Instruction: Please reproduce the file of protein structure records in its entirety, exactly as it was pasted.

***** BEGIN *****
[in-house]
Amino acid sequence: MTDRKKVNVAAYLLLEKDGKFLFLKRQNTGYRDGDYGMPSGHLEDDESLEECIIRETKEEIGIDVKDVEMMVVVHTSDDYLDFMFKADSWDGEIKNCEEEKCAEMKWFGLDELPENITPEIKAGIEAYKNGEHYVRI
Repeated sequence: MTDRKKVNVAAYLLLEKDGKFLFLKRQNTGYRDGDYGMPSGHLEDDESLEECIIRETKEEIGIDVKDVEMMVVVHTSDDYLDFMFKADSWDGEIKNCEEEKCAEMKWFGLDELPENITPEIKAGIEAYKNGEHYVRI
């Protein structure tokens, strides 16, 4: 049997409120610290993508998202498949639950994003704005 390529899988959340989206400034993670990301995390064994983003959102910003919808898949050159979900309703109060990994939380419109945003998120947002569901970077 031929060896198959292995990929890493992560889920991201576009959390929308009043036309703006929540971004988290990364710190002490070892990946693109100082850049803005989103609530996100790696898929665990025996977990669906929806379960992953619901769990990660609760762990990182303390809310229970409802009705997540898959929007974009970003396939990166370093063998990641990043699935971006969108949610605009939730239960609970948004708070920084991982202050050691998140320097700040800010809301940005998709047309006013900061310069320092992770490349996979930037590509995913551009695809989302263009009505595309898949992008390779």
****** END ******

[in-house]
Amino acid sequence: MTDRKKVNVAAYLLLEKDGKFLFLKRQNTGYRDGDYGMPSGHLEDDESLEECIIRETKEEIGIDVKDVEMMVVVHTSDDYLDFMFKADSWDGEIKNCEEEKCAEMKWFGLDELPENITPEIKAGIEAYKNGEHYVRI
Repeated sequence: MTDRKKVNVAAYLLLEKDGKFLFLKRQNTGYRDGDYGMPSGHLEDDESLEECIIRETKEEIGIDVKDVEMMVVVHTSDDYLDFMFKADSWDGEIKNCEEEKCAEMKWFGLDELPENITPEIKAGIEAYKNGEHYVRI
């Protein structure tokens, strides 16, 4: 049997409120610290993508998202498949639950994003704005 390529899988959340989206400034993670990301995390064994983003959102910003919808898949050159979900309703109060990994939380419109945003998120947002569901970077 031929060896198959292995990929890493992560889920991201576009959390929308009043036309703006929540971004988290990364710190002490070892990946693109100082850049803005989103609530996100790696898929665990025996977990669906929806379960992953619901769990990660609760762990990182303390809310229970409802009705997540898959929007974009970003396939990166370093063998990641990043699935971006969108949610605009939730239960609970948004708070920084991982202050050691998140320097700040800010809301940005998709047309006013900061310069320092992770490349996979930037590509995913551009695809989302263009009505595309898949992008390779």